Amy Colver, LCSW
Melody Griffith, MSW, LMSW, OSW-C
AOSW Communications Director
Jeanice Hansen, LCSW, OSW-C
To submit a story or information for inclusion in a future issue of AOSW Newsletter, contact Amy Colver or Melody Griffith on the list above.
Book Reviews: Self-Care, Compassion, Stress
The environment we oncology social workers work in has become increasingly stressful, much of the infrastructure to nourish our professional selves has faded, and we are asked to be ever more innovative, doing more with less. We have played a major role in defining standards for measuring the levels of distress in our patients. What has been given less attention is the distress levels that we as professionals experience, working in this often hostile environment, and the kind of active participation it takes to apply self-care as well as participate in improvements within the system.
Compassion for our fellow beings lies at the root of our work, and we are familiar with the professional training and reflection to give it a place where we can transform it into professional effectiveness. But little to nothing is mentioned about occupational health and self-care; at least there is no strategic or evidence-based approach. Perhaps some institutions are better than others, and within AOSW the Annual Conference and peer support and consultation fill some of the gaps.
Self-Care in Social Work
By Kathleen Cox and Sue Steiner
NASW Press, 2013
The National Association of Social Work (NASW) set up a Workforce Study in 2006 and started to examine work-related stressors in social work. From the research thus far, it appears that it oftentimes isn’t clients’ issues that cause the distress social workers experience, but the work environment itself. In the fall of 2013, NASW published Self-Care in Social Work by two professional social workers, Kathleen Cox and Sue Steiner. The book aims at a large audience, from social work students to practitioners, supervisors and administrators. Making clear distinctions between the various kinds of work-related stress, the book is filled with many strategies for self-care, based on an integrated bio-physical-social model. Each chapter provides a section to be used for reflection and awareness in the daily practice setting. The chapter on “Workplace Wellness” is especially revealing as it attempts to present a balanced approach between employers’ and employees’ responsibilities to create and sustain a safe working environment. Although much more needs to be explored, I suggest this book is a must-read for all social workers (and the NASW website invites discussion). Like the many discussions and brainstorming around distress and standards of care in oncology social work, a dialogue within AOSW about the occupational hazards could add much substance to our field and start an approach to develop tools and strategies to lessen occupational hazards and improve (emotional) safety.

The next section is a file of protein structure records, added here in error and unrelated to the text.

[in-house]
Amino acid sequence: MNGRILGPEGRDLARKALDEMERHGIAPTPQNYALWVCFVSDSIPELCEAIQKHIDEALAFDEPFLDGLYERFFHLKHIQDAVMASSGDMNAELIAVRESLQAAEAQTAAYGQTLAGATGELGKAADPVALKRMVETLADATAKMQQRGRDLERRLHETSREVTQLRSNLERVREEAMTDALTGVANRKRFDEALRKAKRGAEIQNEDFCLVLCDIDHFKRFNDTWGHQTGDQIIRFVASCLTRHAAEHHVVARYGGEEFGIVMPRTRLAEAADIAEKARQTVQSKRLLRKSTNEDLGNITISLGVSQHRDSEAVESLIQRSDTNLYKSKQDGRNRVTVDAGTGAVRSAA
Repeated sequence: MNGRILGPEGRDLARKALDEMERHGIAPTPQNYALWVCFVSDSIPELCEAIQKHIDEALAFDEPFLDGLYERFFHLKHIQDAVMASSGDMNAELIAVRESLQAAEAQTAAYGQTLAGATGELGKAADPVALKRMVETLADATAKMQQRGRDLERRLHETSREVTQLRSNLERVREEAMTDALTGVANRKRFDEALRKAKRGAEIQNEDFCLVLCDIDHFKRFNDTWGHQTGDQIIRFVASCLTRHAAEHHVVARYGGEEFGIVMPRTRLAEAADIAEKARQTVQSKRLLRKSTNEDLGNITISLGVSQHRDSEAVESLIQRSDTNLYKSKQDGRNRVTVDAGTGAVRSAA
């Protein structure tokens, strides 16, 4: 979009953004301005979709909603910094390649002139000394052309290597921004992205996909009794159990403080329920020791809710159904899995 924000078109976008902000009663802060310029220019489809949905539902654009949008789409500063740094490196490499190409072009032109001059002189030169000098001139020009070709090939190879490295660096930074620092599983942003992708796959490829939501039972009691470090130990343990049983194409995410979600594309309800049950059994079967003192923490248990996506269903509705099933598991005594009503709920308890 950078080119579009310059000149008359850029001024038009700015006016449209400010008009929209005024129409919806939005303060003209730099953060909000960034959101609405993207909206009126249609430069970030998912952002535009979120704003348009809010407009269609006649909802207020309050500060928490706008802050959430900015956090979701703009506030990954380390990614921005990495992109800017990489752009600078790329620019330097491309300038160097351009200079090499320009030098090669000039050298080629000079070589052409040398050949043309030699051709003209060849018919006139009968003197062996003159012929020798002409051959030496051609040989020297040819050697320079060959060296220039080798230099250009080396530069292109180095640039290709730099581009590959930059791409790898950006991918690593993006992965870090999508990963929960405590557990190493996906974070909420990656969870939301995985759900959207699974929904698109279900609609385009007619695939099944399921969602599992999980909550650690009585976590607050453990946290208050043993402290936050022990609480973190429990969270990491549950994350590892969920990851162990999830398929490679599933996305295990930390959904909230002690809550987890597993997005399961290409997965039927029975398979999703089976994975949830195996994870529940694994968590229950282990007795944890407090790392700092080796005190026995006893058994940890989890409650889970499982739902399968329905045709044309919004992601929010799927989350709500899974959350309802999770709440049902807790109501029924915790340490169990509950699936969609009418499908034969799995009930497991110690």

The Compassion Fatigue Workbook
By Françoise Mathieu
Routledge, Taylor and Francis Group, 2012
In her book, Francoise Mathieu highlights the costs and benefits of compassionate caring in our work. Many of the ideas presented come out of trauma psychology and the work Charles Figley presented in the late ‘80s about compassion fatigue and (later) compassion satisfaction. Mathieu’s book is filled with various self-assessment tools and can be used alone or within group supervision to deal with compassion fatigue, vicarious traumatization and burnout. This book also clearly distinguishes the organizational elements of burnout stemming from a poor fit between organizational and workers’ needs, and the more personal elements of compassion fatigue and resilience. The book is filled with many examples and the instructions are easy to follow. The tools to measure compassion fatigue and burnout are easy to apply, and the book offers a range of self-care techniques, all well documented and backed up by research.
Exposure to Stress—Occupational Hazards in Hospitals
CDC & National Institute for Occupational Safety & Health, 2008
In 2008 the Centers for Disease Control and Prevention came out with a report called “Exposure to Stress—Occupational Hazards in Hospitals.” This report is available on the Internet. It summarizes sources of occupational stress, identifies adverse health effects of occupational stress and presents organizational work practices to reduce these. Tending to our occupational health and personal well-being should never be a luxury but a basic necessity to safeguard ourselves and our ability to contribute to our own psychosocial well-being, a prerequisite to being effective in our work with patients. I advocate creating a more substantial body of knowledge about the various systems-related occupational hazards and develop strategies for the changes that are so much needed. I believe we are underestimating the impact we could have, but it does require a more disciplined approach to research and borrowing from other disciplines such as organizational psychology.
The political process surrounding health care tends to clutter and mask the underlying occupational issues of the health care delivery system. As oncology social workers, used to keeping hope alive in difficult situations, and bringing much systems oriented knowledge to the table, we might find new, organizationally oriented roles that can contribute toward a positive change within our work environments and play a major role in the changes that will need to take place as the Affordable Health Care Act further unfolds.